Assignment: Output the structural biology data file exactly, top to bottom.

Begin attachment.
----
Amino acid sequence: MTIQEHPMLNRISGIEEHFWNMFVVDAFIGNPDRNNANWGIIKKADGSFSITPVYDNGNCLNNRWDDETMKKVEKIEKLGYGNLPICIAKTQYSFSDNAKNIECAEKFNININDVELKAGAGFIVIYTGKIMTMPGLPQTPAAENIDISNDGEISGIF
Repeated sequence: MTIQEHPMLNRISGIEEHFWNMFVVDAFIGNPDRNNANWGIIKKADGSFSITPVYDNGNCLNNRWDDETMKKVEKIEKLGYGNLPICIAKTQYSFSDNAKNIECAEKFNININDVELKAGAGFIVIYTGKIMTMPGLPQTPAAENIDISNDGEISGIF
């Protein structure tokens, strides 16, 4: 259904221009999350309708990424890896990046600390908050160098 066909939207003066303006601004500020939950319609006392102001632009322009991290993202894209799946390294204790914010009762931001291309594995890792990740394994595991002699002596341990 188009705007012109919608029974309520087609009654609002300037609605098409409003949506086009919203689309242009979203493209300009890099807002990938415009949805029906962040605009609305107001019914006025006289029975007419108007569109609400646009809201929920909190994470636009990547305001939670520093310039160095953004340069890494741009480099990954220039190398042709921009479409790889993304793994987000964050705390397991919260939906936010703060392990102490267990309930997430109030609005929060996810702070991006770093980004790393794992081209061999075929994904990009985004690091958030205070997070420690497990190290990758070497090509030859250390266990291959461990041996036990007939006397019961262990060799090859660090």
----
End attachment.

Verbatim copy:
Amino acid sequence: MTIQEHPMLNRISGIEEHFWNMFVVDAFIGNPDRNNANWGIIKKADGSFSITPVYDNGNCLNNRWDDETMKKVEKIEKLGYGNLPICIAKTQYSFSDNAKNIECAEKFNININDVELKAGAGFIVIYTGKIMTMPGLPQTPAAENIDISNDGEISGIF
Repeated sequence: MTIQEHPMLNRISGIEEHFWNMFVVDAFIGNPDRNNANWGIIKKADGSFSITPVYDNGNCLNNRWDDETMKKVEKIEKLGYGNLPICIAKTQYSFSDNAKNIECAEKFNININDVELKAGAGFIVIYTGKIMTMPGLPQTPAAENIDISNDGEISGIF
């Protein structure tokens, strides 16, 4: 259904221009999350309708990424890896990046600390908050160098 066909939207003066303006601004500020939950319609006392102001632009322009991290993202894209799946390294204790914010009762931001291309594995890792990740394994595991002699002596341990 188009705007012109919608029974309520087609009654609002300037609605098409409003949506086009919203689309242009979203493209300009890099807002990938415009949805029906962040605009609305107001019914006025006289029975007419108007569109609400646009809201929920909190994470636009990547305001939670520093310039160095953004340069890494741009480099990954220039190398042709921009479409790889993304793994987000964050705390397991919260939906936010703060392990102490267990309930997430109030609005929060996810702070991006770093980004790393794992081209061999075929994904990009985004690091958030205070997070420690497990190290990758070497090509030859250390266990291959461990041996036990007939006397019961262990060799090859660090």